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Northeastern launches new degree programs at Charlotte graduate campus

Northeastern’s graduate campus in Charlotte, N.C., is launching nine new degree programs in areas such as energy systems and information assurance, which will more than double the university’s academic offerings in fields that are vital to the growth of the greater Charlotte region.

“These programs meet a critical workplace need within industries Charlotte is attracting to build its future,” said Cheryl Richards, the CEO and regional dean of the Charlotte campus, which opened in 2011.

The new degrees—in energy systems, engineering management, computer science, information assurance, nursing, physical therapy, regulatory affairs, criminal justice, and public administration—are all existing programs taught at Northeastern’s main campus in Boston. Degree programs at Northeastern’s graduate campuses are based on a “hybrid delivery” model, which involves the integration of online and classroom learning where faculty members teach courses both at the regional campuses and online. The hybrid learning approach is ideal for working professionals, Richards said, because it combines the traditional benefits of face-to-face instruction with the flexibility of online learning.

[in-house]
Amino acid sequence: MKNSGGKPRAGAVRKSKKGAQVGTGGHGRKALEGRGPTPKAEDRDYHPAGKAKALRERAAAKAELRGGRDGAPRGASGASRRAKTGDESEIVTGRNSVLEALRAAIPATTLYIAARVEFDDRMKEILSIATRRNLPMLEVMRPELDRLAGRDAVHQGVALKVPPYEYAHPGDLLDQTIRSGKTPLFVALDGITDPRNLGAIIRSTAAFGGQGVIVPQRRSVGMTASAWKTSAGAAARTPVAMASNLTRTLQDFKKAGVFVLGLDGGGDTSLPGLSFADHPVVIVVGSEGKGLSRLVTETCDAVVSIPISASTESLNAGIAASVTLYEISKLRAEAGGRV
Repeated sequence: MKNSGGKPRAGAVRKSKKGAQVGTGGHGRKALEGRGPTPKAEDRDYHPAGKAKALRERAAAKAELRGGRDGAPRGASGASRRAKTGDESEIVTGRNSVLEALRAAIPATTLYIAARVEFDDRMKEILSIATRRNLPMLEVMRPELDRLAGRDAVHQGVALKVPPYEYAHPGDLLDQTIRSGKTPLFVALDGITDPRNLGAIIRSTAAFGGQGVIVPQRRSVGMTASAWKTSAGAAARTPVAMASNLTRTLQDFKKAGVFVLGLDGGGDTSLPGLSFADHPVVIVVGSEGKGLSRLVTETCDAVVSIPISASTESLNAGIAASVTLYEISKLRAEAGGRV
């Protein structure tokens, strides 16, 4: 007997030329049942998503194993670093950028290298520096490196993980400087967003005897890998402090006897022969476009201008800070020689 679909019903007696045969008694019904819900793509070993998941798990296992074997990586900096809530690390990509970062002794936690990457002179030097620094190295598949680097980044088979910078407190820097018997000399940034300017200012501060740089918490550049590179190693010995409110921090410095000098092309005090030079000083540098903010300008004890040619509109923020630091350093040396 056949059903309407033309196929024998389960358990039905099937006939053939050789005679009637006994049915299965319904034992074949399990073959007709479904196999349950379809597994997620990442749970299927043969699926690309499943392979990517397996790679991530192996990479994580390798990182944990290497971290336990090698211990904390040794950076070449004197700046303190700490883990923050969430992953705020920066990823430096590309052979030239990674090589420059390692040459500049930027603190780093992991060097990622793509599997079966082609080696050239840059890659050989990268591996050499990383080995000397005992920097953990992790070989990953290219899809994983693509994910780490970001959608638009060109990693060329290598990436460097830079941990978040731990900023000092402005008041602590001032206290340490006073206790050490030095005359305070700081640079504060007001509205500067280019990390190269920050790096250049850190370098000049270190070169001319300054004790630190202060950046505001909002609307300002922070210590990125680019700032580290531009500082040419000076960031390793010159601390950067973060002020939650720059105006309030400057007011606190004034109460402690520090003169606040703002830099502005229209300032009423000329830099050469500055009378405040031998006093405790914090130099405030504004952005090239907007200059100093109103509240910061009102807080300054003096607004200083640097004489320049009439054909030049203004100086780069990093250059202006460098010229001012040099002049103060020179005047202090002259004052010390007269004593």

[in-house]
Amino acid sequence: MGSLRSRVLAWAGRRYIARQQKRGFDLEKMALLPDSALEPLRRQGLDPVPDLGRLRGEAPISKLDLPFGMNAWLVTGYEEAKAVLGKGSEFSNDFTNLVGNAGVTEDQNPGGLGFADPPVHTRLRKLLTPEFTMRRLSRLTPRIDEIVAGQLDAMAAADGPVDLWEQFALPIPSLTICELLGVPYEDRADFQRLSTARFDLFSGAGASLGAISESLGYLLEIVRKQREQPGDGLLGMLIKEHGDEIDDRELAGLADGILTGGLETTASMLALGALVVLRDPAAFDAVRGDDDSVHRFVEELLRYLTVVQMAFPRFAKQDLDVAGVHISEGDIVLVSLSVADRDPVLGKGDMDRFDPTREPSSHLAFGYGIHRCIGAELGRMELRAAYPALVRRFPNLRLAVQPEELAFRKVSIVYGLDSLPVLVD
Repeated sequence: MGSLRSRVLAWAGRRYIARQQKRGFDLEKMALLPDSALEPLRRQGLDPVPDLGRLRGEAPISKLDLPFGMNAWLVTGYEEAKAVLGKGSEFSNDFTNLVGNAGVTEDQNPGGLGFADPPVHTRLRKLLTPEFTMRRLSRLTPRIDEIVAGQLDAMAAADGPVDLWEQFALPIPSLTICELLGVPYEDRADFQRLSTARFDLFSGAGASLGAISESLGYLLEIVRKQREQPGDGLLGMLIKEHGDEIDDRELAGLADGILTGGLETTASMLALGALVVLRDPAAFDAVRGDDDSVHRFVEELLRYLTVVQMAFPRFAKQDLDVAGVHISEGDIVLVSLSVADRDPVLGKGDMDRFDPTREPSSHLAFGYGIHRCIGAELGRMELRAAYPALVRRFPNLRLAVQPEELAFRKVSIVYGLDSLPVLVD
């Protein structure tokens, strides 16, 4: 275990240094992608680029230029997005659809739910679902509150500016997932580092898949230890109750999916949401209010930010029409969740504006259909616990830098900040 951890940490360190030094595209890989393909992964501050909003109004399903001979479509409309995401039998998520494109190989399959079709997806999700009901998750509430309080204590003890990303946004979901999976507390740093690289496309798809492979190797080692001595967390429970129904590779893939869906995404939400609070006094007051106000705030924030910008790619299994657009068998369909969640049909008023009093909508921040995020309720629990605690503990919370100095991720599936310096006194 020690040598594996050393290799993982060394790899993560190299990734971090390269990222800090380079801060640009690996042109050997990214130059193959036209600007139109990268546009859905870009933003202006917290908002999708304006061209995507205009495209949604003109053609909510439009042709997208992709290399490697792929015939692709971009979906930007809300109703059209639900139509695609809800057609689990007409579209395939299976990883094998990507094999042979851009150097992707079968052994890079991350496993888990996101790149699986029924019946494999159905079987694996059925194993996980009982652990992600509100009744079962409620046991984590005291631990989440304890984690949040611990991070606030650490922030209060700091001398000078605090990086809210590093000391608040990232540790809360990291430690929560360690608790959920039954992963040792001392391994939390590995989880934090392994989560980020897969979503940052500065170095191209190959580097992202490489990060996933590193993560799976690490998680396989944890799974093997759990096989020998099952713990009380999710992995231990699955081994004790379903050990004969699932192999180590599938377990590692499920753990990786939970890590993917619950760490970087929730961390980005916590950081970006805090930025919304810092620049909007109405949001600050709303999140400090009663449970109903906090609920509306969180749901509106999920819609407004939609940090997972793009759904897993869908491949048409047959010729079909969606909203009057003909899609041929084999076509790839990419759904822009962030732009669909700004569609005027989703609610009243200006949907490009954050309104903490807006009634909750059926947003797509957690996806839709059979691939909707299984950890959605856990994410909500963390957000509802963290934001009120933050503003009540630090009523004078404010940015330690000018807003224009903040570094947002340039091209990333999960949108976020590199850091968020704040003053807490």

“Energy systems, for example, is a welcome program to the Charlotte community as the city works to position itself as the nation’s new energy capital” Richards said.

Charlotte’s degree programs were determined in collaboration with research from local organizations including the Charlotte Chamber of Commerce and the Charlotte Regional Partnership, which identified key areas for growth such as energy, healthcare, and finance. Administrators in Charlotte and Boston then worked with Northeastern’s colleges to identify programs that met those needs and determined how best to bring them to the graduate campus.

“You take that information from the Chamber and the Charlotte Regional Partnership and you marry that to programs where Northeastern has significant expertise and you meet an industry need in a new region,” Richards said. “Take, for example, our programs in colleges like the D’Amore-McKim School of Business, Bouvé College of Health Sciences, and the College of Engineering, combined with our initiatives in health, sustainability, and security, and you start to see a map of where we can expand in new regions in the future.”

Northeastern’s graduate campus in Charlotte will begin offering the new programs in the fall.

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